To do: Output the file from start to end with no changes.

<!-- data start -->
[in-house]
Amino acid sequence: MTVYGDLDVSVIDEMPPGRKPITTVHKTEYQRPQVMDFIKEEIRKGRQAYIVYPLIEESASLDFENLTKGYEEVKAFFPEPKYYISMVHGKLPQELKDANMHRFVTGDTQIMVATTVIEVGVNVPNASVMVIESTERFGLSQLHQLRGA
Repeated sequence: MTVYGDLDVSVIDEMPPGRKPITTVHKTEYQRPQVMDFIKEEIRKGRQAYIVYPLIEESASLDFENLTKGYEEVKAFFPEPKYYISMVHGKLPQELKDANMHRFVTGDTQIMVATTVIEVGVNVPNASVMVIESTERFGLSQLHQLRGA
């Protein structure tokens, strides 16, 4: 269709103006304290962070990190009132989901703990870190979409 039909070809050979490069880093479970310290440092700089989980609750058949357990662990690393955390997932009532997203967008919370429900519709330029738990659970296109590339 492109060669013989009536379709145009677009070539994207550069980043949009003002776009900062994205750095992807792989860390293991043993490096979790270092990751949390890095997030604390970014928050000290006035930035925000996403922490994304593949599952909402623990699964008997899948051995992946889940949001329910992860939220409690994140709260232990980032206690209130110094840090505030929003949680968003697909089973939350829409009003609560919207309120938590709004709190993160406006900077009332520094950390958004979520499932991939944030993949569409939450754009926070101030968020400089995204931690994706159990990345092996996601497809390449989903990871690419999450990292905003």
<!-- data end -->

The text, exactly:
[in-house]
Amino acid sequence: MTVYGDLDVSVIDEMPPGRKPITTVHKTEYQRPQVMDFIKEEIRKGRQAYIVYPLIEESASLDFENLTKGYEEVKAFFPEPKYYISMVHGKLPQELKDANMHRFVTGDTQIMVATTVIEVGVNVPNASVMVIESTERFGLSQLHQLRGA
Repeated sequence: MTVYGDLDVSVIDEMPPGRKPITTVHKTEYQRPQVMDFIKEEIRKGRQAYIVYPLIEESASLDFENLTKGYEEVKAFFPEPKYYISMVHGKLPQELKDANMHRFVTGDTQIMVATTVIEVGVNVPNASVMVIESTERFGLSQLHQLRGA
């Protein structure tokens, strides 16, 4: 269709103006304290962070990190009132989901703990870190979409 039909070809050979490069880093479970310290440092700089989980609750058949357990662990690393955390997932009532997203967008919370429900519709330029738990659970296109590339 492109060669013989009536379709145009677009070539994207550069980043949009003002776009900062994205750095992807792989860390293991043993490096979790270092990751949390890095997030604390970014928050000290006035930035925000996403922490994304593949599952909402623990699964008997899948051995992946889940949001329910992860939220409690994140709260232990980032206690209130110094840090505030929003949680968003697909089973939350829409009003609560919207309120938590709004709190993160406006900077009332520094950390958004979520499932991939944030993949569409939450754009926070101030968020400089995204931690994706159990990345092996996601497809390449989903990871690419999450990292905003």